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3-star Lieutenant Patricia McQuistion

AUSA Global Force Day 1: Larry and John Meet the High-ups

Off to a running start. I can't believe this is the "small" Army show. The traffic has been great, and it's a good thing I’m writing this rather than dictating it because I'm a bit hoarse from talking to folks. So far, we have had three program managers and a 3-star general stop by. (I’m pretty sure it’s because of my " More Is Less " post, but it might be because John Chehansky and I look like a cross between aging Hollywood stars and...

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AUSA Arrives: Can Someone Move These Camels?

The AUSA Global Force Symposium and Exposition is taking place in Huntsville, Alabama, March 31–April 2, and GE’s man-about-town, peripatetic business development guy and serial trade show attender is already there. Watch this space for continued coverage... Well, today is setup day. I got in here yesterday, actually, but as the circus was in town using our exhibit hall, I was unable to move the camels out of our booth space. (Readers familiar...

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Armored Vehicle

More Is Less

More is less—and that’s an idea we're really on board with. That’s not to say more is worth less; more is still worth more. But, in fact, less is worth even more. Confused? Let me explain with a story (I always have a story…). I recall buying a new car costing $10,000. It was 1980, and that was a huge amount of money (at least to me) and way more than I had ever paid before, but the car was so cool, so modern and state-of-the-art. In looking...

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Emergency Physician

Is House a Business Development Guy in Disguise?

Last year, I made my first contribution to this blog. It was on the matter of business development and sought to define what it is "BD" people do. In that intervening year, I have been taking "Great Courses." One of these was "Grand Rounds." In this course, the lecturer—a physician— went through the process by which a doctor diagnoses problems in patients. It struck me immediately that this problem-solving process is very similar to the BD...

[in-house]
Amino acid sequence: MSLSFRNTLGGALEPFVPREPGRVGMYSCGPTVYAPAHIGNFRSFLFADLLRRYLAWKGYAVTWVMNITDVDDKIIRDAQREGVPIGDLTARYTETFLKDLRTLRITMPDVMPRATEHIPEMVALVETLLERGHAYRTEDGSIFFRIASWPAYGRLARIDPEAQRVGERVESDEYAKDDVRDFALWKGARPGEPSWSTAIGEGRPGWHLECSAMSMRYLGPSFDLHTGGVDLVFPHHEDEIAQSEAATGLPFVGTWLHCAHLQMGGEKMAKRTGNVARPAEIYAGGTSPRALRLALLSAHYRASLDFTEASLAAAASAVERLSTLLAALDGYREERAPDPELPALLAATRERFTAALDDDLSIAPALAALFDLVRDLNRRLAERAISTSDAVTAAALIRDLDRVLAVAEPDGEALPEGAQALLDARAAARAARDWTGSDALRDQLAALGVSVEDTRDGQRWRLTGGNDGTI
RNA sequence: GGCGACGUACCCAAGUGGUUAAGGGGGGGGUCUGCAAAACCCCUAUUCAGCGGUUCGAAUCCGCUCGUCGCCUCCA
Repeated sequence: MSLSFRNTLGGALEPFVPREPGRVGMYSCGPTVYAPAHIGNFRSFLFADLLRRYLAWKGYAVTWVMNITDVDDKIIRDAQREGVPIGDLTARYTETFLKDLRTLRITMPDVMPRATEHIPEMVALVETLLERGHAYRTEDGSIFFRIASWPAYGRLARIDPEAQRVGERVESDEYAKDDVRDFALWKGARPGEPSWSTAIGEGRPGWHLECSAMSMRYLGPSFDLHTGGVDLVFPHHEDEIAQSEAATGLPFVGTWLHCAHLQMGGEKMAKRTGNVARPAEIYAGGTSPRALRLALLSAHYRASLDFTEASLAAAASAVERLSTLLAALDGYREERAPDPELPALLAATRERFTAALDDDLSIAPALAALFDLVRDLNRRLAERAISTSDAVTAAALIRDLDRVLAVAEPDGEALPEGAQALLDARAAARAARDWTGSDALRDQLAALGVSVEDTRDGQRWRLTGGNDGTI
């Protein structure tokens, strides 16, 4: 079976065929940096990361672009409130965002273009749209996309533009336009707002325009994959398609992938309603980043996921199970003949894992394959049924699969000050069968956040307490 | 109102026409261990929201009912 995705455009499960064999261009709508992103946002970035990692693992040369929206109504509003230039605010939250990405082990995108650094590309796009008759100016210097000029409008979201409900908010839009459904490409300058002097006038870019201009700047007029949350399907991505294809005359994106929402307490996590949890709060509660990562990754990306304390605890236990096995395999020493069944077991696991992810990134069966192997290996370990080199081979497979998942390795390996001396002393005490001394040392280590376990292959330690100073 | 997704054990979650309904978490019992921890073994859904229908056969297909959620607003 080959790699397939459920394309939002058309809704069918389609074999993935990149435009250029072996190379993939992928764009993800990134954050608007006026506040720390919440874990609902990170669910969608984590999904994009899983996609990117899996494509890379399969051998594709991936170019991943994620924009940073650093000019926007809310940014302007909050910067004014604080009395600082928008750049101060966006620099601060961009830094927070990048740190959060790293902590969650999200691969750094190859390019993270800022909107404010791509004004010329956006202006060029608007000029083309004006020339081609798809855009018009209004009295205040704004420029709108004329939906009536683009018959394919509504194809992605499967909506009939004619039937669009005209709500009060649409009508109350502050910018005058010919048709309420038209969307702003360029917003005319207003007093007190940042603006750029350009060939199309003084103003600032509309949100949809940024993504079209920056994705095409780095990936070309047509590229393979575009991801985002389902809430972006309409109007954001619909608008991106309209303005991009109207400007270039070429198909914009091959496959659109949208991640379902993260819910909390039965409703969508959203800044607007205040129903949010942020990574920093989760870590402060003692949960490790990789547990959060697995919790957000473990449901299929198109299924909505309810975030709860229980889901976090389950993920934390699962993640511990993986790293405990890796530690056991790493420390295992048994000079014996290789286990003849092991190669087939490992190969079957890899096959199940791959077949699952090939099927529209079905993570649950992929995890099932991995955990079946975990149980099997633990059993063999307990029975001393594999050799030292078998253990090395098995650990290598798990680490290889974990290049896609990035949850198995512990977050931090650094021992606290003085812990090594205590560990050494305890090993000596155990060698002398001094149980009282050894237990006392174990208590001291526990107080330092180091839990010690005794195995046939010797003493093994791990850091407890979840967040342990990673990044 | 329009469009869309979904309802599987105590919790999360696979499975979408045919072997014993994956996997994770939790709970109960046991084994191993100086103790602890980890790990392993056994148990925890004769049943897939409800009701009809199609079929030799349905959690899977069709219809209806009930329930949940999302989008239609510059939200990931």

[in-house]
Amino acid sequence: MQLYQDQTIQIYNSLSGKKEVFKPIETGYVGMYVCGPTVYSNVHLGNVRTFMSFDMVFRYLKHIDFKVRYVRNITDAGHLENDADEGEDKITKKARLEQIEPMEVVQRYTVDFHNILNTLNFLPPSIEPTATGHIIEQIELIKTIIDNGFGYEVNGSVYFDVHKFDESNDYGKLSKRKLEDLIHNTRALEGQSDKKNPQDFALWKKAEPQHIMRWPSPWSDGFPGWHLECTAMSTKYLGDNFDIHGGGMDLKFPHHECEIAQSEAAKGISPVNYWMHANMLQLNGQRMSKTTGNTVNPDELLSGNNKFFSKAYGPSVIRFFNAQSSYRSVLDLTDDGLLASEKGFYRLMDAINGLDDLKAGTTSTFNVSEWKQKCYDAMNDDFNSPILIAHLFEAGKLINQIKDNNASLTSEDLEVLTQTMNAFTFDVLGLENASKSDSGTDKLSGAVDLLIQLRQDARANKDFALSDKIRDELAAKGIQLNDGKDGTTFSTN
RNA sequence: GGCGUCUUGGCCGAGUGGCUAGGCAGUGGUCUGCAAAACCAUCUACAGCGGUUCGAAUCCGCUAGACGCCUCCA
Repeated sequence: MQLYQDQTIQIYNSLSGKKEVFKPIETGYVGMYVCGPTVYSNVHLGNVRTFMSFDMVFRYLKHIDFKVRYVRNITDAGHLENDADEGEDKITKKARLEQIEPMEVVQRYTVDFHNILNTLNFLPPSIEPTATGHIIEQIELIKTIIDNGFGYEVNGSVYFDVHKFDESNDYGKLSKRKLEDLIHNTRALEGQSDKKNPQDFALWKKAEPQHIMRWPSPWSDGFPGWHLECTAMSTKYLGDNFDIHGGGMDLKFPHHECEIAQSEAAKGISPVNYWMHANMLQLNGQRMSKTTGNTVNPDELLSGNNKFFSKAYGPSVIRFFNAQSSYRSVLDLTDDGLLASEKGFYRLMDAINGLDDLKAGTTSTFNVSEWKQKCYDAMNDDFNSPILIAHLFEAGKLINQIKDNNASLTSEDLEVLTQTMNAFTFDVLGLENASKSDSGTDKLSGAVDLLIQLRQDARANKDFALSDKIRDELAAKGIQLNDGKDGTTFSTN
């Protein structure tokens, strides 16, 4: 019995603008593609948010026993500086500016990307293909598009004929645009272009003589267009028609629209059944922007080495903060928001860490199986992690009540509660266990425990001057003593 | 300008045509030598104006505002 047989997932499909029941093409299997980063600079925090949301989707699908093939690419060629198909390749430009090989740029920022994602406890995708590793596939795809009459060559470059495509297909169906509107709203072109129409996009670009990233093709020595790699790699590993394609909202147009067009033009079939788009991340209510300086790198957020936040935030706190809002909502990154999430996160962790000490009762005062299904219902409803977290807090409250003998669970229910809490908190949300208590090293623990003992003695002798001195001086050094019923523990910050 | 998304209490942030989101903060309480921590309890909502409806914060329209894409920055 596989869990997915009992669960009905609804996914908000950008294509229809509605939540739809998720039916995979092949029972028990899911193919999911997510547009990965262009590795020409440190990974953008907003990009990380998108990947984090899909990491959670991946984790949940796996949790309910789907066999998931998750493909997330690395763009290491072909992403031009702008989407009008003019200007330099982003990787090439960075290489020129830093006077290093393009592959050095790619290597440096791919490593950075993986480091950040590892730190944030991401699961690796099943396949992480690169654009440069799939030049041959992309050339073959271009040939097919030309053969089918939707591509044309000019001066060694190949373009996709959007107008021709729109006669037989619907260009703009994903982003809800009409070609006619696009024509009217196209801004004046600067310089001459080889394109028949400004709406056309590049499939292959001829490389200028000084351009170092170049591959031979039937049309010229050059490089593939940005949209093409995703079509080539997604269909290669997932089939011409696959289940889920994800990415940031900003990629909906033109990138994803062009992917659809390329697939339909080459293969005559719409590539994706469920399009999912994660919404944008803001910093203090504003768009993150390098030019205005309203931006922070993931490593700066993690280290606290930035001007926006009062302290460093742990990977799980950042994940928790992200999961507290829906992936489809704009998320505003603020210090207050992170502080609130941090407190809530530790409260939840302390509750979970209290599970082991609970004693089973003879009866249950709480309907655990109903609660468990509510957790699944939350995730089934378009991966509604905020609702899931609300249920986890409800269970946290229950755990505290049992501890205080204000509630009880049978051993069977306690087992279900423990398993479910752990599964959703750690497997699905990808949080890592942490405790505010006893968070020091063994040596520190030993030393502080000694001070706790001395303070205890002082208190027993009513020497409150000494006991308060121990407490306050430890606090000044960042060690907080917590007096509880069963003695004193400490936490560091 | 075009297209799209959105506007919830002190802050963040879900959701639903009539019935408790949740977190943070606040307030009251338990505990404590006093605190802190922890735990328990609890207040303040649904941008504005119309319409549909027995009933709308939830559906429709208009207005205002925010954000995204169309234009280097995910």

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Trends: 5 More

Trends: 5 More for 2015

Now that the holiday season is wrapped up, everyone seems intent on making predictions for the future. This is an annual ritual (along with the usual exercise and weight loss resolutions, Oscar buzz and corporate motivational speeches). While I am no clairvoyant, there are a number of things that seem pretty obvious as trends for the coming year in the embedded computing domain, and while these trends look to continue for some time further, the...

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Big Data: A Force for Good...or Evil?

We hear a lot about “Big Data” today. The idea of capturing enormous bodies of data and then analyzing that data is heralded for its potential to understand the cosmos, cure disease, provide safety for our citizens and save the environment… For all its promise, though, there are as many voices that decry it as the very end of privacy, liberty and security. What we have are two enormous and very polarizing viewpoints about Big Data in modern...